Wednesday, May 25, 2011

The Answer Is 45

During a recent conversation that involved some review and contemplation of the various twists and turns and trajectories of my career, I came up with a number to answer the question:

When did most people start taking you seriously? (as a science professor)

That is: At what age did the number of incidents of being ignored/disrespected become significantly less frequent than incidents of being taken seriously/respected in a professional context? When did it become routine to be (or feel) respected?

Or, as a male colleague recently put it in a more direct way: You have won. (And then we mused about when I officially "won", although I would not have phrased it that way.)

The answer is 45 (± 0.5).

This is of course a very personal number because it is influenced by a wide range of specific factors such as details of education and employment history and personal characteristics. This number will vary considerably from person to person, and for some people, the question is not even worth asking because they have always been taken seriously in their profession.

At some point in this blog, I wrote that the last time I felt routinely respected as a woman involved in science was when I was an undergraduate in a very supportive science program with excellent mentors, but I realized recently that I had mostly re-attained this level in the past few years (Figure 1). It took nearly 25 years.


This is not a fair comparison in some ways (i.e., comparing now vs. then) because then my professional universe was so much smaller than it is now and the challenge of being respected was in many ways much less, but, as you may have surmised, this is not a rigorous quantitative analysis. Note also I am not talking about professional fame, or even success (although success and respect in a professional context do tend to go together). This is about perceptions and interpersonal interactions.

I think the key factors contributing to my delta-t of ~25 years were:
  • gender (F),
  • specific field (physical sciences),
  • specific decade of PhD (i.e., my PhD 'generation'),
  • personality (mostly nice, rather quiet, totally lacking in charisma);
  • appearance (not tall; very to somewhat 'youthful' until.. ~ age 45).
Nevertheless, despite some early-career blips and some shallow-slope professorial segments of the trend (Figure 1), it is important to note that I have mostly felt that I have been on an upward trajectory. I have not plotted the actual data points (because of course there aren't any), but if I did, there would be some major outliers on either side of the red line, with more below the line than above, but with this number of low outliers decreasing with time to some critical 'tipping point' at age ~ 45.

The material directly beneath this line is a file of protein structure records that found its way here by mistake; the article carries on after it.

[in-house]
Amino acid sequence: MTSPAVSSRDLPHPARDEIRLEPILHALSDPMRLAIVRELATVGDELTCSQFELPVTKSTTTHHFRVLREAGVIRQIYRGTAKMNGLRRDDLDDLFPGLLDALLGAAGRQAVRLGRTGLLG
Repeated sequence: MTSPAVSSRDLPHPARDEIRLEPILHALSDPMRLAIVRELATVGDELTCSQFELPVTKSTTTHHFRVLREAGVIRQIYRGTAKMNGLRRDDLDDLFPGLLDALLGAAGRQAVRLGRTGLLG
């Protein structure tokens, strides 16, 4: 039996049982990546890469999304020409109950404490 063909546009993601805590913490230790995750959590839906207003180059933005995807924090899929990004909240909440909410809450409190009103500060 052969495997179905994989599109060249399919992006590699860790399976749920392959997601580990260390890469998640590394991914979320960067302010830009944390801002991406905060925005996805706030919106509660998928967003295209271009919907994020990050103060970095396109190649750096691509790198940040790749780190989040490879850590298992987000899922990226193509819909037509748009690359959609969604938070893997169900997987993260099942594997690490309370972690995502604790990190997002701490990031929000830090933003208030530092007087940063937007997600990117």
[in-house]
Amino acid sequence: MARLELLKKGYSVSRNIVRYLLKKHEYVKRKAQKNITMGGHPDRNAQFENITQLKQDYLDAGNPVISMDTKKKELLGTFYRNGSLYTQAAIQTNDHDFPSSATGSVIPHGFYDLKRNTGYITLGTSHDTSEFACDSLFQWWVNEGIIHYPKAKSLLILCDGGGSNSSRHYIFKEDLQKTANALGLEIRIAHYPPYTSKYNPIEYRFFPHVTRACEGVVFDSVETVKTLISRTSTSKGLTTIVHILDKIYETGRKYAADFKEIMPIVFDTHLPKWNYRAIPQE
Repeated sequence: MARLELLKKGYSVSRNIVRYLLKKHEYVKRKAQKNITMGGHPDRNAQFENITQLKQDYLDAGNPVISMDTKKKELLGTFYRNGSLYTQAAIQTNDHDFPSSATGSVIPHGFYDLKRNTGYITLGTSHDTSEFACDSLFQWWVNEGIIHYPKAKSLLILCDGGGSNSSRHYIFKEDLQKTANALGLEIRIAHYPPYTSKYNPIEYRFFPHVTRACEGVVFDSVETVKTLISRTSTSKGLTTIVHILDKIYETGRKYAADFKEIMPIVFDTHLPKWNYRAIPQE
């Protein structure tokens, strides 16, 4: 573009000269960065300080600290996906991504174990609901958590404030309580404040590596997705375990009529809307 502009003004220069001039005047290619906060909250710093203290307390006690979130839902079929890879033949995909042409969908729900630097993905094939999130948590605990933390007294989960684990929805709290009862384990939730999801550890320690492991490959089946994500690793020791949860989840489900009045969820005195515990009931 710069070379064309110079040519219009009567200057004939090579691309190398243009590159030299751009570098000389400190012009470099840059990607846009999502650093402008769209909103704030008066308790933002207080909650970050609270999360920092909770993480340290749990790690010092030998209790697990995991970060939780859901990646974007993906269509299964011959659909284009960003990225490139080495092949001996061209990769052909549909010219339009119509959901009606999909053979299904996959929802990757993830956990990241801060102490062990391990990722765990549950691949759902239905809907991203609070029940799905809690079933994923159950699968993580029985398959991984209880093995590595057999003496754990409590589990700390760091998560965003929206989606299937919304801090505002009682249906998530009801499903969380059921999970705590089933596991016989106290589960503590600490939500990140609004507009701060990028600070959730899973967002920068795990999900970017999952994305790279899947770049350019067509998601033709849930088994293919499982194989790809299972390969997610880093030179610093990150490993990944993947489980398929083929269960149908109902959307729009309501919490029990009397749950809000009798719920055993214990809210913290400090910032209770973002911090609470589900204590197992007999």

Developing a respected reputation as a scientist is of course essential to reaching the tipping point in terms of being respected most of the time by most people in most professional contexts, and there are many factors in one's professional evolution: e.g., publication record, funding history, prestige of university/department/associates. This all adds to the complexity and fun. In addition, some subsets of the academic ecosystem will 'tip' before others, and there will be some hold-outs no matter how respectable a professional record you amass over the years.

It is possible that my perception of having surpassed some sort of tipping point at 45(ish) is an illusion, as I have not had nearly as much time collecting data at t > 45 as I have at t < 45, but that is not a nice thought. I prefer instead to feel some contentment at having apparently won (something), at least much of the time, at least for now.

23 comments:

John V said...

For me, the more relevant question is how wide a circle take me seriously. In grad school, I developed some useful numerical methods, so people using them were not so dismissive if they wanted some help even back then. Generally, people took me about as seriously as they should have, in retrospect, although it seemed often inadequate at the time.

A more relevant question is when did people start to take me way too seriously on issues on which I'm opinionated and ignorant. That started about 12 years ago, at 40.

mOOm said...

I'm 46 and I might say 45 too, but yes, I don't have much data this side of 45 :) It's an upward trajectory mostly but with a lot of bumps along the way.

nicoleandmaggie said...

Maybe in 10 years I won't feel so crappy. :(

But hey, at least we're becoming famous on the internet.